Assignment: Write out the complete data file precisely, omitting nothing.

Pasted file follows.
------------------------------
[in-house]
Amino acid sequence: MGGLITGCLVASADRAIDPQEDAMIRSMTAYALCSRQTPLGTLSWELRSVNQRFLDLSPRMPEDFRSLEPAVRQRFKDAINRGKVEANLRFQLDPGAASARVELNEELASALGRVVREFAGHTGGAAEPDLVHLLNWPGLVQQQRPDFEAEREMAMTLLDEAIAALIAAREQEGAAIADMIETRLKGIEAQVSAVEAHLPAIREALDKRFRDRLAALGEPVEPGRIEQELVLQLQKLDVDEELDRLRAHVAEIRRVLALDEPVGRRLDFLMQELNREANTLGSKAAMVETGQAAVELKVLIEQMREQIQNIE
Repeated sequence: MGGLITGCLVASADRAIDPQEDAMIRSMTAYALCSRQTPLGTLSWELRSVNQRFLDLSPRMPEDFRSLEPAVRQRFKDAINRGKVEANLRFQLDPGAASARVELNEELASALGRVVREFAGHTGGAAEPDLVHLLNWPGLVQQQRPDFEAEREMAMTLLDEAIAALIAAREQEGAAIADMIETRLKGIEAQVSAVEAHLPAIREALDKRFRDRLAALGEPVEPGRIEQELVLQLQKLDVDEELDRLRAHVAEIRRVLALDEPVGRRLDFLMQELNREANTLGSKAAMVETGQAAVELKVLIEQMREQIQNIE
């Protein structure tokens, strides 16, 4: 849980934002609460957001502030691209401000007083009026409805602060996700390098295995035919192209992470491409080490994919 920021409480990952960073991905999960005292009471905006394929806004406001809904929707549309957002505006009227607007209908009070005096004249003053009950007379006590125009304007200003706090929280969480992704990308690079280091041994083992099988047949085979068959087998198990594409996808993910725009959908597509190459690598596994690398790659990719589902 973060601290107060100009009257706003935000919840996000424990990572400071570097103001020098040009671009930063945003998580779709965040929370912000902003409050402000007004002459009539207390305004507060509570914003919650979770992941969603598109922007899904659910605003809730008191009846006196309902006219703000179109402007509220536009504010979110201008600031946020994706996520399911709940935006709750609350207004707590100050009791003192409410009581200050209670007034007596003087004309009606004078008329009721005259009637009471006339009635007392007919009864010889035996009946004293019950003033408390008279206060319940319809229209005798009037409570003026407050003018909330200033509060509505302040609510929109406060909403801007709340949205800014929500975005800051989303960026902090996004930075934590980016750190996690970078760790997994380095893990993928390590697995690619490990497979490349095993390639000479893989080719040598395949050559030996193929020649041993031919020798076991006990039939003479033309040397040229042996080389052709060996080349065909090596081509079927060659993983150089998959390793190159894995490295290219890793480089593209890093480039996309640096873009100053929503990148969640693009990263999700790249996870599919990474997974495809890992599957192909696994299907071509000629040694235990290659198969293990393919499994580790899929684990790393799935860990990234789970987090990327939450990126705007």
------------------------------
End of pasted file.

[in-house]
Amino acid sequence: MGGLITGCLVASADRAIDPQEDAMIRSMTAYALCSRQTPLGTLSWELRSVNQRFLDLSPRMPEDFRSLEPAVRQRFKDAINRGKVEANLRFQLDPGAASARVELNEELASALGRVVREFAGHTGGAAEPDLVHLLNWPGLVQQQRPDFEAEREMAMTLLDEAIAALIAAREQEGAAIADMIETRLKGIEAQVSAVEAHLPAIREALDKRFRDRLAALGEPVEPGRIEQELVLQLQKLDVDEELDRLRAHVAEIRRVLALDEPVGRRLDFLMQELNREANTLGSKAAMVETGQAAVELKVLIEQMREQIQNIE
Repeated sequence: MGGLITGCLVASADRAIDPQEDAMIRSMTAYALCSRQTPLGTLSWELRSVNQRFLDLSPRMPEDFRSLEPAVRQRFKDAINRGKVEANLRFQLDPGAASARVELNEELASALGRVVREFAGHTGGAAEPDLVHLLNWPGLVQQQRPDFEAEREMAMTLLDEAIAALIAAREQEGAAIADMIETRLKGIEAQVSAVEAHLPAIREALDKRFRDRLAALGEPVEPGRIEQELVLQLQKLDVDEELDRLRAHVAEIRRVLALDEPVGRRLDFLMQELNREANTLGSKAAMVETGQAAVELKVLIEQMREQIQNIE
């Protein structure tokens, strides 16, 4: 849980934002609460957001502030691209401000007083009026409805602060996700390098295995035919192209992470491409080490994919 920021409480990952960073991905999960005292009471905006394929806004406001809904929707549309957002505006009227607007209908009070005096004249003053009950007379006590125009304007200003706090929280969480992704990308690079280091041994083992099988047949085979068959087998198990594409996808993910725009959908597509190459690598596994690398790659990719589902 973060601290107060100009009257706003935000919840996000424990990572400071570097103001020098040009671009930063945003998580779709965040929370912000902003409050402000007004002459009539207390305004507060509570914003919650979770992941969603598109922007899904659910605003809730008191009846006196309902006219703000179109402007509220536009504010979110201008600031946020994706996520399911709940935006709750609350207004707590100050009791003192409410009581200050209670007034007596003087004309009606004078008329009721005259009637009471006339009635007392007919009864010889035996009946004293019950003033408390008279206060319940319809229209005798009037409570003026407050003018909330200033509060509505302040609510929109406060909403801007709340949205800014929500975005800051989303960026902090996004930075934590980016750190996690970078760790997994380095893990993928390590697995690619490990497979490349095993390639000479893989080719040598395949050559030996193929020649041993031919020798076991006990039939003479033309040397040229042996080389052709060996080349065909090596081509079927060659993983150089998959390793190159894995490295290219890793480089593209890093480039996309640096873009100053929503990148969640693009990263999700790249996870599919990474997974495809890992599957192909696994299907071509000629040694235990290659198969293990393919499994580790899929684990790393799935860990990234789970987090990327939450990126705007």